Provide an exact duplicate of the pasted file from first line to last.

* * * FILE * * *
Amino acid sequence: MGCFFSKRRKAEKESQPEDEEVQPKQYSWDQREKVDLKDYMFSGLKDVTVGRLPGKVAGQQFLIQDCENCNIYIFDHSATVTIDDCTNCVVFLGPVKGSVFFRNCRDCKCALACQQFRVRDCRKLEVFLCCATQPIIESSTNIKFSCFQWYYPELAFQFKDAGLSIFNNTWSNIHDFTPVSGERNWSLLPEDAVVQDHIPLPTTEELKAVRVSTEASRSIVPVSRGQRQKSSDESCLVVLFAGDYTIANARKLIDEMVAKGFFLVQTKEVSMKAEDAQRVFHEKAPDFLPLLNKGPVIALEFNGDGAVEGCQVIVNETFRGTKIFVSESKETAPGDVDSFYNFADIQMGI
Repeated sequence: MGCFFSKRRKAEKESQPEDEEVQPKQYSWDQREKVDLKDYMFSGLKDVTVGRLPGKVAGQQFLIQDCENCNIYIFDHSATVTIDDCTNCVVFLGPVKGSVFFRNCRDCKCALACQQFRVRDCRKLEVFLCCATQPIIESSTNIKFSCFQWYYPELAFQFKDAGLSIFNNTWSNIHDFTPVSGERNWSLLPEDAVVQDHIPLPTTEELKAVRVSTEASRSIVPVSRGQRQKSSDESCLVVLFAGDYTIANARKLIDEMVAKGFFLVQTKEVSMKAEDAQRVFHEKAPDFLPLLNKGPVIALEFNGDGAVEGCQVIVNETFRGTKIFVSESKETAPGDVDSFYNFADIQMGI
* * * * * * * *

Amino acid sequence: MGCFFSKRRKAEKESQPEDEEVQPKQYSWDQREKVDLKDYMFSGLKDVTVGRLPGKVAGQQFLIQDCENCNIYIFDHSATVTIDDCTNCVVFLGPVKGSVFFRNCRDCKCALACQQFRVRDCRKLEVFLCCATQPIIESSTNIKFSCFQWYYPELAFQFKDAGLSIFNNTWSNIHDFTPVSGERNWSLLPEDAVVQDHIPLPTTEELKAVRVSTEASRSIVPVSRGQRQKSSDESCLVVLFAGDYTIANARKLIDEMVAKGFFLVQTKEVSMKAEDAQRVFHEKAPDFLPLLNKGPVIALEFNGDGAVEGCQVIVNETFRGTKIFVSESKETAPGDVDSFYNFADIQMGI
Repeated sequence: MGCFFSKRRKAEKESQPEDEEVQPKQYSWDQREKVDLKDYMFSGLKDVTVGRLPGKVAGQQFLIQDCENCNIYIFDHSATVTIDDCTNCVVFLGPVKGSVFFRNCRDCKCALACQQFRVRDCRKLEVFLCCATQPIIESSTNIKFSCFQWYYPELAFQFKDAGLSIFNNTWSNIHDFTPVSGERNWSLLPEDAVVQDHIPLPTTEELKAVRVSTEASRSIVPVSRGQRQKSSDESCLVVLFAGDYTIANARKLIDEMVAKGFFLVQTKEVSMKAEDAQRVFHEKAPDFLPLLNKGPVIALEFNGDGAVEGCQVIVNETFRGTKIFVSESKETAPGDVDSFYNFADIQMGI